What do you think is the fire and foremost design principle to keep in mind when working on your projects?
AM: Making architecture perform in the unexpected is sort of something that we circle back to. The sense of taking things that are familiar from our surroundings, our built environment, and finding ways to alter and manipulate those to create new programs, new functions, and unexpected moments.
DA: And reduction plays a large part in what we do. If you look at most of our projects, they can be pared down to, in some cases, a single material or a single idea. There's sort of an economy in that. There's not one single thing that's superfluous. Its's reduced down to the most simple form, idea, content, all that.
DA: We have a project now where there's a million objects, so it's not minimal in that way. But it's minimal in a lot of the other ways. The idea of reduction, simplicity of palette-things like that- allow the experience of those spaces to be much more about form and light than they are about color and texture.
How do you judge the success of your projects?
DA: Good question? I think for us it comes from how we experience the space. Usually our experience will be mirrored by an audience? Because a lot of our work involves installation spaces or social spaces, we kind of have a very easy barometer to look at. Like 150,000 people have been in the project that we currently have in D.C. So whether or not the project itself is successful, it did what we wanted it to do, and people like it, and it's an inspiring space for them.
AM: And it's not to say that a project has to just make someone happy or make them feel a certain way, but you can sort of-there's a palpable sense of people being intrigued or having a sense of wonder.
DA: Also, you just can't hate on a project. Like if you're hating it, then sorry. The project in D.C., if you're hating it, you're like the Grinch of Christmas.
What are you guys working on at the moment?
AM: The practice is still kind of following those two parallel paths of object and architecture. On the architecture side, we're doing quite a bit of retail.
DA: We're putting in a new shop for Kith. It's a massive project. This new space- every single thing about it has been designed. Certainly for that area in Brooklyn, there's nothing like this anywhere near there.
Tell me more.
DA: There's a lot of ideas we wanted to work with- material ideas. The floor in there is a Carrara Marble, but in a herringbone pattern that uses a medium-gray grout. And there's an infinity mirror situation that's happening on both sides. So immediately when you walk in the space, you have this all-white, very clean silver and stone feeling. We've repeated the idea of the shoes, so the first Kith store is of Jordan 1s, which trace back to the lineage of [found Ronnie Fieg's] background in sneaker culture.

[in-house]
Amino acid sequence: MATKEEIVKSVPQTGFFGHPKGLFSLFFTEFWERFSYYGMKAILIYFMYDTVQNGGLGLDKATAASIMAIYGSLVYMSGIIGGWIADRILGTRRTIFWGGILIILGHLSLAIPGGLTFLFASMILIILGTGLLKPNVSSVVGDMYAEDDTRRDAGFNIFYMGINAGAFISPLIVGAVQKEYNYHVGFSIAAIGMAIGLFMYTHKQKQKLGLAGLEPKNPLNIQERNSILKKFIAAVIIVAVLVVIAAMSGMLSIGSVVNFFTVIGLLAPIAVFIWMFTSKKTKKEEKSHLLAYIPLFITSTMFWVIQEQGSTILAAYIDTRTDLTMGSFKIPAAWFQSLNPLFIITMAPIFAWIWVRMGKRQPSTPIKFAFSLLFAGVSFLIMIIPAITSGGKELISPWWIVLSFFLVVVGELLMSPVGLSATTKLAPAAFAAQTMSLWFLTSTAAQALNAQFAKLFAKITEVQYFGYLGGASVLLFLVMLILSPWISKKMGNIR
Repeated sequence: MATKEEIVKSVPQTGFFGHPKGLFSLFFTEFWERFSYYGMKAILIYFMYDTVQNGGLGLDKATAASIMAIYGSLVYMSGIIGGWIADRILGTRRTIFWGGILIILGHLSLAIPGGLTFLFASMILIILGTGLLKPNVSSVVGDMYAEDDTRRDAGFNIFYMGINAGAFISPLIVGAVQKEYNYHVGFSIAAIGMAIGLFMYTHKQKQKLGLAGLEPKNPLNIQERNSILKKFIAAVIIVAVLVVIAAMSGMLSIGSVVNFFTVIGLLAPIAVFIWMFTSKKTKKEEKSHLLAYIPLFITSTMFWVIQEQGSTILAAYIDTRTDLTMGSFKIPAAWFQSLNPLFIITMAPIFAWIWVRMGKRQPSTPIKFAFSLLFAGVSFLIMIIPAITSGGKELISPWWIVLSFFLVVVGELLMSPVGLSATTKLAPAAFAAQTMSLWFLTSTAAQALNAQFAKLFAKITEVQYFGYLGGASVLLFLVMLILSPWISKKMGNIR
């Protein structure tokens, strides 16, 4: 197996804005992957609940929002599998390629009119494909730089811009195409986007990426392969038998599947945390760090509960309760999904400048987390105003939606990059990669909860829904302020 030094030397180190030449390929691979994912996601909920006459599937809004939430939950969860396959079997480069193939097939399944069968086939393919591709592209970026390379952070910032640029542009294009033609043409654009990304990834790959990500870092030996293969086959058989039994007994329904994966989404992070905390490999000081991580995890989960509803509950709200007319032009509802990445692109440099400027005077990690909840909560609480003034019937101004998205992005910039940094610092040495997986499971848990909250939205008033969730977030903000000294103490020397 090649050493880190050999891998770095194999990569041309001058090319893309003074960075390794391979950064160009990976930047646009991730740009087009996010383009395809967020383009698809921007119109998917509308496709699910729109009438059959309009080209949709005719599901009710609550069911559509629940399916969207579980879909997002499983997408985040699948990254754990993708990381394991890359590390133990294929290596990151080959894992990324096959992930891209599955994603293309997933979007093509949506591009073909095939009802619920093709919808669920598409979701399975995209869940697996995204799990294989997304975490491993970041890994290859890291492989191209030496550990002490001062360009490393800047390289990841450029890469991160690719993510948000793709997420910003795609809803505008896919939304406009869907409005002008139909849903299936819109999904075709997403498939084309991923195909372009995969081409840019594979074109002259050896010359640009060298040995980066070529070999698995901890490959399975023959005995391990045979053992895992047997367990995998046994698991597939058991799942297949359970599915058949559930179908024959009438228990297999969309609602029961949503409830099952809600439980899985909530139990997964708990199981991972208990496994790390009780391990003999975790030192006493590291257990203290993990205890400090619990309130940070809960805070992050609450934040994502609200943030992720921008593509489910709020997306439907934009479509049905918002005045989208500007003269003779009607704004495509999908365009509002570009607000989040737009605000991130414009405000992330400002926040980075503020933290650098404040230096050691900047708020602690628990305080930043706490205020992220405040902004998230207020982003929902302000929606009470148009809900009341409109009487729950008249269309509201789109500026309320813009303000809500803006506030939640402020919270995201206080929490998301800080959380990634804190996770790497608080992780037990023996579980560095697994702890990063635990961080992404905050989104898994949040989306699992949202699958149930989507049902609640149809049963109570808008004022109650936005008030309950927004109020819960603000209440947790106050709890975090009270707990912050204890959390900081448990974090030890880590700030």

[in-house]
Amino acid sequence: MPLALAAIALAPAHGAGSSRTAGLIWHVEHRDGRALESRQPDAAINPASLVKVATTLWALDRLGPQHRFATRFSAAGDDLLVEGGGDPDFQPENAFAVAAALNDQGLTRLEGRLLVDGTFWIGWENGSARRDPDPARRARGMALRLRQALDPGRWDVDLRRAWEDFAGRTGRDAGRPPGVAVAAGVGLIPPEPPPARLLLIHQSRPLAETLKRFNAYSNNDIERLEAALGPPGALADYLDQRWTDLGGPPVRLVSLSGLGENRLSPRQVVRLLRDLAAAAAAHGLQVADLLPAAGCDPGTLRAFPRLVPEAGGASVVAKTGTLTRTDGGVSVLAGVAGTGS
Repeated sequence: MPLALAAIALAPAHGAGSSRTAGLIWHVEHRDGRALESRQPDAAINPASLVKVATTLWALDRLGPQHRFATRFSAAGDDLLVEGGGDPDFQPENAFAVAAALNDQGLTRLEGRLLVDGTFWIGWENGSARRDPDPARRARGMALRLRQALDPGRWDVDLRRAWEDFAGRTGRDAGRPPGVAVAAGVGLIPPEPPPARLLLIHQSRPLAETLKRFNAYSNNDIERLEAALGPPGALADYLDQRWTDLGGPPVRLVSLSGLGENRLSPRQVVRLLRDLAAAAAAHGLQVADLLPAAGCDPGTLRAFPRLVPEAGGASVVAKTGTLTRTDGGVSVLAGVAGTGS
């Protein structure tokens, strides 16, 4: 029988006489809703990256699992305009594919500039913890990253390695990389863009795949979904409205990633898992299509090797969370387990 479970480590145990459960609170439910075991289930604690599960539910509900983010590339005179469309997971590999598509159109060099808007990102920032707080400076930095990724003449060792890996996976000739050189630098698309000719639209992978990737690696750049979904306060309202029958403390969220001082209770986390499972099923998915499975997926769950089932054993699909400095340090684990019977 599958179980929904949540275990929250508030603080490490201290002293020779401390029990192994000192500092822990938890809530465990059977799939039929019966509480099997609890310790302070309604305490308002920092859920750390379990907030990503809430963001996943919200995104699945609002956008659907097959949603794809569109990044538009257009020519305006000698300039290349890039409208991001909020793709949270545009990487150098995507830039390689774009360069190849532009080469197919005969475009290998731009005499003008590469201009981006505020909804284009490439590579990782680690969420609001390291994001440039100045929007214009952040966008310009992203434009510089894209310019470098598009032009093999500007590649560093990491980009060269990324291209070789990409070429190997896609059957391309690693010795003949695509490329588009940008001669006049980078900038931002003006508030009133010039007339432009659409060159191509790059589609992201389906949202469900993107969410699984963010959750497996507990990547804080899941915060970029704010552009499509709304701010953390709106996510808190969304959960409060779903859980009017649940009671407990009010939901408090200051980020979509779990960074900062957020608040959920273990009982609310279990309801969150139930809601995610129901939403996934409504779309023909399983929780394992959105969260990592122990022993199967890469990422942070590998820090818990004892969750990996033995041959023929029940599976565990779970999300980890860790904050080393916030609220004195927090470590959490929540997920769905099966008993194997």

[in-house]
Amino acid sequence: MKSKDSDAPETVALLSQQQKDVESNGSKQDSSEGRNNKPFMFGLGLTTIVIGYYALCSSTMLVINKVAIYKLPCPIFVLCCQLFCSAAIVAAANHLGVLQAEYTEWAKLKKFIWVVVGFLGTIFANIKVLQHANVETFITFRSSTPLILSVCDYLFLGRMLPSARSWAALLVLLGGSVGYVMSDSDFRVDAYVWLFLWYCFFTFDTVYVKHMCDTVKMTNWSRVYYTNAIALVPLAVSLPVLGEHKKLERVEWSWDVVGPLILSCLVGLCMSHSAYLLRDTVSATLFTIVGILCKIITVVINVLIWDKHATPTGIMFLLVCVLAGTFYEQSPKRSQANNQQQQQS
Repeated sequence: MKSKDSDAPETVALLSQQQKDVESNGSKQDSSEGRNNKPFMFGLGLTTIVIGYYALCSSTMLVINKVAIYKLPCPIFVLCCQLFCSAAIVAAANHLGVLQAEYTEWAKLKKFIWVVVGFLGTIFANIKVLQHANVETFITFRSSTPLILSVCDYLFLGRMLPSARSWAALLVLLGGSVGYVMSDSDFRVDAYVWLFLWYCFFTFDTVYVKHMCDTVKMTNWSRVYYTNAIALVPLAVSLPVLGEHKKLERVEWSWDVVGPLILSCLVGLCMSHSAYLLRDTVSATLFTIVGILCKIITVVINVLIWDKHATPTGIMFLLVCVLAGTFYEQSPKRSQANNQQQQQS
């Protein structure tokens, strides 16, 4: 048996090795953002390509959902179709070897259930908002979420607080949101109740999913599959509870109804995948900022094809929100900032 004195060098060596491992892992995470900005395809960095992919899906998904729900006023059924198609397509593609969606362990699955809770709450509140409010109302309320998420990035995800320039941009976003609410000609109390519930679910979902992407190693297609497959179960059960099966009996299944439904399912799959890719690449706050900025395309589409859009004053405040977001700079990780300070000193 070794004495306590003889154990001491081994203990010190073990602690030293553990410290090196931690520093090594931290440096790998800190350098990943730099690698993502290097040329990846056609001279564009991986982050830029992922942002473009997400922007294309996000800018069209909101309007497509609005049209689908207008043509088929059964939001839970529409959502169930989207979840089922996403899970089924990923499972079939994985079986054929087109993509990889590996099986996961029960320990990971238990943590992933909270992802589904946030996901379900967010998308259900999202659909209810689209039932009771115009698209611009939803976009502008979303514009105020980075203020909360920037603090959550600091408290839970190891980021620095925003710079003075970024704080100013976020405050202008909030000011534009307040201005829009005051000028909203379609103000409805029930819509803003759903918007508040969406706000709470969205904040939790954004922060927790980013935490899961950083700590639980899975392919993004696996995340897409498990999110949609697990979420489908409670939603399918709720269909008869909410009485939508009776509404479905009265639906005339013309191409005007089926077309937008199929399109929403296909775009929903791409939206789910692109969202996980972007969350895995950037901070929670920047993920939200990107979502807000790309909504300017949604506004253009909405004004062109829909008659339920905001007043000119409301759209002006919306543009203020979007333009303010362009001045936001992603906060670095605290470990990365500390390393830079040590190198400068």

And this store has the Jordan 2s. They're arranged in a slightly different way than they are in Manhattan. We've also created a sense that there's a little building that's kind of inside of the building, which acts as an archive of special projects that Ronnie's doing. There's a real experience moving through the space.
AM: The visual focus is on the minimal in the sense that it's white and stainless. It's also grand in the sense that this floor is an expansive gesture. Actually a pretty good percentage of the store-like 40 percent of the store- has no product in it. It's based on your experience: it's like entering a void.
Which is really unlike any other store.
DA: Yeah, it's really about the experience of entering it. Also, what we've done is created this forced perspective with the marble surface to what are essentially panes of glass that have the product on the opposite side of them. So you're in this kind of glass box seeing the thing you can't actually touch. You have to walk around to see it. It's really about framing that view and framing that experience before you get to it.
How much time did it take you to complete the store?
DA: About a year total.
Is there a city that has particularly exciting architecture and art right now?
AM: I found Stockholm to be a really amazing city; I went there for the first time this last year. I'd say more from a design standpoint and for its historical architecture. Design seems very strong there right now, and there's also a strong art scene. Mostly though, I'm continually excited about New York.